Police & Fire

State plans to build in Allagash protected zone raises opposition

By Julie Harris, Bangor Daily News Staff

The state’s plans to build storage buildings and make other changes at three ranger stations in the Allagash Wilderness Waterway has raised opposition from a group including guides led by the waterway’s former superintendent.

The Maine Bureau of Public Lands received permits from the Land Use Planning Commission in May 2023 to construct storage buildings for housing equipment at the Chamberlain, Churchill Dam and Michaud Farm ranger stations, according to Mark DeRoche, the waterway’s superintendent.

Citizens for Keeping the Wild in Allagash, a group led by former superintendent Tim Caverly, opposes the construction, saying it violates the prime directive to keep the Allagash as wild as possible, specified in 1966 when the Maine Legislature established the 92.5-mile wilderness waterway.

The issue is expected to be a major topic of discussion at the regular meeting of the Allagash Wilderness Waterway Advisory Council meeting to be held at 10 a.m. Friday, March 15, at the Maine Bureau of Public Lands, 106 Hogan Road, fourth floor, in Bangor. It is open to the public.

“It’s about what we can do to be the best stewards possible and leave the best legacy behind,” DeRoche said.

The construction will occur on parcels that already have buildings and will house equipment such as boats, tractors, canoes, lawn mowers and other equipment needed, DeRoche said Friday. The equipment is on the properties already, covered with tarps for storage, although there are plans to buy a new boat that has not been chosen yet, he said. 

Storage buildings will clean up the ranger sites, and make us better stewards of the waterway, he said.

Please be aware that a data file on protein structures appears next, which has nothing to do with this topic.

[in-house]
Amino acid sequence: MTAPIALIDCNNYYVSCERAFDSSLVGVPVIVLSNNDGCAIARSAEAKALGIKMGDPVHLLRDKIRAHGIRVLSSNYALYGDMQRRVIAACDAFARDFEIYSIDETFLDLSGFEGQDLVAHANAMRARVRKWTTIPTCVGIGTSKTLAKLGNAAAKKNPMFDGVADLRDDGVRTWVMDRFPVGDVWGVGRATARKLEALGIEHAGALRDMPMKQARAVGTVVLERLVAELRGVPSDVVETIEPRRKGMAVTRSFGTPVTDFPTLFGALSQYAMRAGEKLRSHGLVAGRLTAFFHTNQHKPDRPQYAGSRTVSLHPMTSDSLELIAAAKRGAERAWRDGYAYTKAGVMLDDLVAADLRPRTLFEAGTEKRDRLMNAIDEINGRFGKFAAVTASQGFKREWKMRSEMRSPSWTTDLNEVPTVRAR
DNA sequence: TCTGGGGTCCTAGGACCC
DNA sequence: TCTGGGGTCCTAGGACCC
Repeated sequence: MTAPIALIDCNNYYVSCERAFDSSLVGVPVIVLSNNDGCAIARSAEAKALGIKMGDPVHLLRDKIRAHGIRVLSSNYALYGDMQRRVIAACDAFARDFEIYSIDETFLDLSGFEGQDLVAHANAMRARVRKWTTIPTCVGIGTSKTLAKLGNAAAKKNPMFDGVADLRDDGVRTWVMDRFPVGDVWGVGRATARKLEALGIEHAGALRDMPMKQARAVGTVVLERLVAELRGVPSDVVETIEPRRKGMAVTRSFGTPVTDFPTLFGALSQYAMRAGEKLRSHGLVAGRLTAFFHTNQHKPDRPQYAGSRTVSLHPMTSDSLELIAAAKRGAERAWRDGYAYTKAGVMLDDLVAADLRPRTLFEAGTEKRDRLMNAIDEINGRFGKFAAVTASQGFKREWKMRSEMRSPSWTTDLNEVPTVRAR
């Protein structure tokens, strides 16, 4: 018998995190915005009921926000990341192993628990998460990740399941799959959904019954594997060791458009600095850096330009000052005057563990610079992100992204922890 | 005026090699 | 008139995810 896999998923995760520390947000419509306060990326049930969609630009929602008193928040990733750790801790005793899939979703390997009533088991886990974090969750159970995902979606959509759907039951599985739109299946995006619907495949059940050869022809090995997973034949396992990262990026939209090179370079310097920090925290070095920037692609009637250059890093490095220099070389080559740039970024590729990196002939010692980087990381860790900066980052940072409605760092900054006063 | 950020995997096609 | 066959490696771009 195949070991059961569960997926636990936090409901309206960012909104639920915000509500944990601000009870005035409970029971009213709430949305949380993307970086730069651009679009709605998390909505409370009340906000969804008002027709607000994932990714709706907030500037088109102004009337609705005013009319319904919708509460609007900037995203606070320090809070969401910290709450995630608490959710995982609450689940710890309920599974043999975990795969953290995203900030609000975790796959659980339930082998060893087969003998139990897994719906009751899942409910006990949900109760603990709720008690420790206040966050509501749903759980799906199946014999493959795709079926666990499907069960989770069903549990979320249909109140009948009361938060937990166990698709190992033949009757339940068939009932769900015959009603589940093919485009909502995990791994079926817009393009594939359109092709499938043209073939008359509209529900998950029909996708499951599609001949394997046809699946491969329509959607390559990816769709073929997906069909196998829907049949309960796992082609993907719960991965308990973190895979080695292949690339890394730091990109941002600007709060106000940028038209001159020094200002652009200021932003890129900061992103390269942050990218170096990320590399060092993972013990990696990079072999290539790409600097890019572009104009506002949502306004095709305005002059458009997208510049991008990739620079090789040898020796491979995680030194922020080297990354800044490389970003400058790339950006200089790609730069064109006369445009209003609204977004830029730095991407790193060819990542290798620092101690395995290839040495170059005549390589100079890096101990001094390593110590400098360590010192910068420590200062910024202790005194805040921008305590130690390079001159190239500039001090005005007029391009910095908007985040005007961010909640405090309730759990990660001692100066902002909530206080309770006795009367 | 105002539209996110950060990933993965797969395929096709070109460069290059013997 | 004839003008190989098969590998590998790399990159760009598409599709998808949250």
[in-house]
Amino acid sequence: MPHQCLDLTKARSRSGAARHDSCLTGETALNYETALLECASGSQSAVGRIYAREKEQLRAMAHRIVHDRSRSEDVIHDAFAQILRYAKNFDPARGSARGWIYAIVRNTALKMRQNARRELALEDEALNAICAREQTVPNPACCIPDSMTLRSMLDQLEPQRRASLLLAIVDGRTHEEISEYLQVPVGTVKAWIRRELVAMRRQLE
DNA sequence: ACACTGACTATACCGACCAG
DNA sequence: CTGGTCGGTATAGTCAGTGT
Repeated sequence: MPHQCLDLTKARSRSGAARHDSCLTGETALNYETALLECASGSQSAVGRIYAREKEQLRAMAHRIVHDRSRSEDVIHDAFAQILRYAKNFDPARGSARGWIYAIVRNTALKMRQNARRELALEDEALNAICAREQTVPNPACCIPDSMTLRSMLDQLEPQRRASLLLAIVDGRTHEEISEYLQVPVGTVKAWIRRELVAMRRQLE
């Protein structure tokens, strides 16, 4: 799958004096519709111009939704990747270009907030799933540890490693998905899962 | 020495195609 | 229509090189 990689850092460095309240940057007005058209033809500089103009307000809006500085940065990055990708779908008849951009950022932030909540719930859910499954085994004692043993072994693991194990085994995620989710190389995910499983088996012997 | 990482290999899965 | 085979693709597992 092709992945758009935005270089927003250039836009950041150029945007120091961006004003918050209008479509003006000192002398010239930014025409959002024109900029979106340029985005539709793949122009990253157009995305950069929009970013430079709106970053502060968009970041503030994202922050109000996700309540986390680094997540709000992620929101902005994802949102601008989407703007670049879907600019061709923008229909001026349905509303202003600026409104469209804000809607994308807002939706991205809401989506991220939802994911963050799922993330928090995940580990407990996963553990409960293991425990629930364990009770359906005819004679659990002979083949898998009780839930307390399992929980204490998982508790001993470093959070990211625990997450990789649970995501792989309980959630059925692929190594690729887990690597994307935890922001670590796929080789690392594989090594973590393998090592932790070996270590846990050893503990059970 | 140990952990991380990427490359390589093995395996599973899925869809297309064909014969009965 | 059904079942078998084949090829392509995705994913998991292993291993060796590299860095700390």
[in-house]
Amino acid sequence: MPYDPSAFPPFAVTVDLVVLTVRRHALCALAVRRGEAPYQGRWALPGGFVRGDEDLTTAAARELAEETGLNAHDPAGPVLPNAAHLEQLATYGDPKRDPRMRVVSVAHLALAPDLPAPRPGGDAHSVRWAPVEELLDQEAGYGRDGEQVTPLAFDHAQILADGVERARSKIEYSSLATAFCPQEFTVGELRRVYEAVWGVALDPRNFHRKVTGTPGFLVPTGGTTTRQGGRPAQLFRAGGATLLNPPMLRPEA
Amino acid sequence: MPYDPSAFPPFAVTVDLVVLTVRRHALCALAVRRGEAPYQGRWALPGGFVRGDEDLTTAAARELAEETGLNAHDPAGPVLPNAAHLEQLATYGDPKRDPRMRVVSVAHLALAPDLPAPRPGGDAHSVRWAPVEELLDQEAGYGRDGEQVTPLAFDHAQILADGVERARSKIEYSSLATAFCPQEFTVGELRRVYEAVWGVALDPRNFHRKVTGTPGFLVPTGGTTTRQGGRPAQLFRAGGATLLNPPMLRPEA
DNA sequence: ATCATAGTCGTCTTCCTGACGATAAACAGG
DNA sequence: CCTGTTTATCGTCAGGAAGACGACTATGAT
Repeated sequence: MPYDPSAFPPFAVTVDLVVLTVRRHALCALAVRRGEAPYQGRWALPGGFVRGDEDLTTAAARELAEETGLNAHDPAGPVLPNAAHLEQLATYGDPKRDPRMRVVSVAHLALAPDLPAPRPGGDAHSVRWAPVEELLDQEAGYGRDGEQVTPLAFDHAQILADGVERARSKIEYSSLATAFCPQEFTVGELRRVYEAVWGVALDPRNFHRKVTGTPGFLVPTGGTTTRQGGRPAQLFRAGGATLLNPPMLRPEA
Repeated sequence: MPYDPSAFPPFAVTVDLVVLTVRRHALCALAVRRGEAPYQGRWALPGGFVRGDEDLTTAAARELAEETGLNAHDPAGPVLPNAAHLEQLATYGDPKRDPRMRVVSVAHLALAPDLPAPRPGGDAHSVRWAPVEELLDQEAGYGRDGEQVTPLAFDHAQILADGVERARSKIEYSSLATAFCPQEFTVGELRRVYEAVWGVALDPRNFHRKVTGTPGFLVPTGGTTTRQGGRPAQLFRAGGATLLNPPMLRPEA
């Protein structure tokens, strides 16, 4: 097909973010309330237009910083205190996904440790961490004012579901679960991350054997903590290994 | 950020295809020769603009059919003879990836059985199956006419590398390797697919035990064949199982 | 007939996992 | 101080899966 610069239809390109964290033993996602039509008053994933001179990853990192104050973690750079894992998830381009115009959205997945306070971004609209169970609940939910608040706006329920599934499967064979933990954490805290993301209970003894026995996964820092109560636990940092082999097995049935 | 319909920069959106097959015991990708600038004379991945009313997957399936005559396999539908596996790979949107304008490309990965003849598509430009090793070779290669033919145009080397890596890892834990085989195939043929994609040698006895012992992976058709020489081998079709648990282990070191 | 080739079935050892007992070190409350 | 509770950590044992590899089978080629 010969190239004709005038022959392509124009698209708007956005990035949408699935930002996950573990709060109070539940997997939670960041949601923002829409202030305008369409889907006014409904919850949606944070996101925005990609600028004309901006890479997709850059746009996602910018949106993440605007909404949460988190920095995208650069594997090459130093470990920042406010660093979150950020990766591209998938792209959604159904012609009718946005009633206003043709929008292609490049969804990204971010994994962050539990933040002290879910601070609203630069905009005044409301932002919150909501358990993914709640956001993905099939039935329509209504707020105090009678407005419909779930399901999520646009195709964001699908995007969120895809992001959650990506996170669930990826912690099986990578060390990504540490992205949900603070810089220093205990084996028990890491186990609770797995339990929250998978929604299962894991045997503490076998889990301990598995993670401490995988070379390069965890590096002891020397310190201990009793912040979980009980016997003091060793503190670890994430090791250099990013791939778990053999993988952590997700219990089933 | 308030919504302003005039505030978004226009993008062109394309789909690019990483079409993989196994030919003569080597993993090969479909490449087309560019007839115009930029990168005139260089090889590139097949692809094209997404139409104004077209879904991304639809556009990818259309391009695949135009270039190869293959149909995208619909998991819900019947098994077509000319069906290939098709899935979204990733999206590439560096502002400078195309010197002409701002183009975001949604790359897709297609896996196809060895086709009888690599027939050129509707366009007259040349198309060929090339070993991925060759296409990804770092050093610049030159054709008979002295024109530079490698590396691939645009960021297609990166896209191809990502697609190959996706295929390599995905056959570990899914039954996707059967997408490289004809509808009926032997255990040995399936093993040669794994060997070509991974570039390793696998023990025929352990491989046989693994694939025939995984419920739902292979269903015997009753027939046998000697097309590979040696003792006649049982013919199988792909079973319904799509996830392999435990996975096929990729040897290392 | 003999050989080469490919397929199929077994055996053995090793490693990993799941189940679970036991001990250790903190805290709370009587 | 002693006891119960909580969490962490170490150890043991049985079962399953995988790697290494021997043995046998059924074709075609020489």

Of the six buildings planned, five will not be seen from the waterway, and the one at Churchill Dam will be visible for safety purposes, DeRoche said. 

Other changes include to repair existing structures, and make enhancements for visitors to the ranger stations. No current wilderness will be destroyed, he said.

The projects have not gone out to bid yet, but the funding to build them will come from $50 million in American Rescue Plan Act money received by the Bureau of Public Lands, which is under the Maine Department of Agriculture, Conservation and Forestry, to make improvements to state parks.

The cost is estimated at $1.2 million.

“This fiscal boon has caused the Bureau of Parks and Lands to lose sight of its management obligation to preserve, protect and enhance the wilderness character of Maine’s Allagash Wilderness Waterway,” according to an information sheet produced by Citizens for Keeping the Wild in Allagash.

The six buildings the state proposes will be built in the restricted zone, which is the most protected area of the waterway, Caverly said. 

He and Citizens for Keeping the Wild in Allagash members said this project does not enhance the wilderness character of the restricted zone, which is the waterway’s primary goal, and goes against the spirit of the National Wild and Scenic Rivers Act. The Allagash is part of that national system.

The group also said the type of boat the bureau wants is not in line with the wilderness management practices, is an unnecessary expense and is out of character for this waterway.

Citizens for Keeping the Wild suggested that the bureau look at building its storage units outside of the restricted zone, farther away from the waterway.

Members of Citizens for Keeping the Wild in Allagash includes Alexandra Conover Bennett, master Maine guide since 1978 and author; Matt LaRoche, waterway supervisor 2009-2021 and registered Maine guide; Tim Caverly, waterway supervisor 1981-1999 and author; and Rollin Thurlow, past president of the Allagash Alliance 1996-2006 and business owner.

The opposition group and the Maine Bureau of Public Lands encourages the public to attend Friday’s meeting in person or online.

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